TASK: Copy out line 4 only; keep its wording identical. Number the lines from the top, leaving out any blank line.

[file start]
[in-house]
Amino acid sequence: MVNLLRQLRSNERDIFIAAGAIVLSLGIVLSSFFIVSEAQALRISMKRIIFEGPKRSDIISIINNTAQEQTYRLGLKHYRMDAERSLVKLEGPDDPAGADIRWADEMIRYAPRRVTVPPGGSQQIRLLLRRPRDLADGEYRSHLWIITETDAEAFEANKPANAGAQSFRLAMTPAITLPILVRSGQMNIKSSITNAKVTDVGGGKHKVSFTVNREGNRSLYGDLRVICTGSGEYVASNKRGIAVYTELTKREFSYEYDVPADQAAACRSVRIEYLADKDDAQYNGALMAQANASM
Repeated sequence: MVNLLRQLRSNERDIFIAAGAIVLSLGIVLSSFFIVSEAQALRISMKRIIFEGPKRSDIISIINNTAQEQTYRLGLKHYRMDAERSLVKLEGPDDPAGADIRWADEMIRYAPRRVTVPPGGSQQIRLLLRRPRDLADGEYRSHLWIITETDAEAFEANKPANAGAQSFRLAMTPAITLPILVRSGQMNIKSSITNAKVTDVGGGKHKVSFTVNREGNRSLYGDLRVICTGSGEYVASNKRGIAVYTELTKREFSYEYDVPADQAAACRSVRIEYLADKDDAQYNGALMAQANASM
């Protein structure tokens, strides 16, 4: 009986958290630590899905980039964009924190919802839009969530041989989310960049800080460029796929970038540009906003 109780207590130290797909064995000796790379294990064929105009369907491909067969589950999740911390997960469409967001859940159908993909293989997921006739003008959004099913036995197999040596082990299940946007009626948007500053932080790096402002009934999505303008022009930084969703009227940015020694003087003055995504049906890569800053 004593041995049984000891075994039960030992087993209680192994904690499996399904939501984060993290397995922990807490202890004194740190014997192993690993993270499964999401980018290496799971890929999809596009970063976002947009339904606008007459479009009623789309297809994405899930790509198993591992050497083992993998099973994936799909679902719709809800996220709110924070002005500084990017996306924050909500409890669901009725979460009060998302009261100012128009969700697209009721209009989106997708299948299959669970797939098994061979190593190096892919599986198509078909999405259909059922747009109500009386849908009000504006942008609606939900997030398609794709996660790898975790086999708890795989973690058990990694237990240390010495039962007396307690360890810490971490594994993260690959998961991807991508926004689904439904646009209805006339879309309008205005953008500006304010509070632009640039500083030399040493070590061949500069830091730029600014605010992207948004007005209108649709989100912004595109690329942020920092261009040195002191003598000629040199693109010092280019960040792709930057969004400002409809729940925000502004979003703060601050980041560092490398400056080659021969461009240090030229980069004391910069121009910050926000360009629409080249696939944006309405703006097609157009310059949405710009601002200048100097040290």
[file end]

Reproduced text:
């Protein structure tokens, strides 16, 4: 009986958290630590899905980039964009924190919802839009969530041989989310960049800080460029796929970038540009906003 109780207590130290797909064995000796790379294990064929105009369907491909067969589950999740911390997960469409967001859940159908993909293989997921006739003008959004099913036995197999040596082990299940946007009626948007500053932080790096402002009934999505303008022009930084969703009227940015020694003087003055995504049906890569800053 004593041995049984000891075994039960030992087993209680192994904690499996399904939501984060993290397995922990807490202890004194740190014997192993690993993270499964999401980018290496799971890929999809596009970063976002947009339904606008007459479009009623789309297809994405899930790509198993591992050497083992993998099973994936799909679902719709809800996220709110924070002005500084990017996306924050909500409890669901009725979460009060998302009261100012128009969700697209009721209009989106997708299948299959669970797939098994061979190593190096892919599986198509078909999405259909059922747009109500009386849908009000504006942008609606939900997030398609794709996660790898975790086999708890795989973690058990990694237990240390010495039962007396307690360890810490971490594994993260690959998961991807991508926004689904439904646009209805006339879309309008205005953008500006304010509070632009640039500083030399040493070590061949500069830091730029600014605010992207948004007005209108649709989100912004595109690329942020920092261009040195002191003598000629040199693109010092280019960040792709930057969004400002409809729940925000502004979003703060601050980041560092490398400056080659021969461009240090030229980069004391910069121009910050926000360009629409080249696939944006309405703006097609157009310059949405710009601002200048100097040290």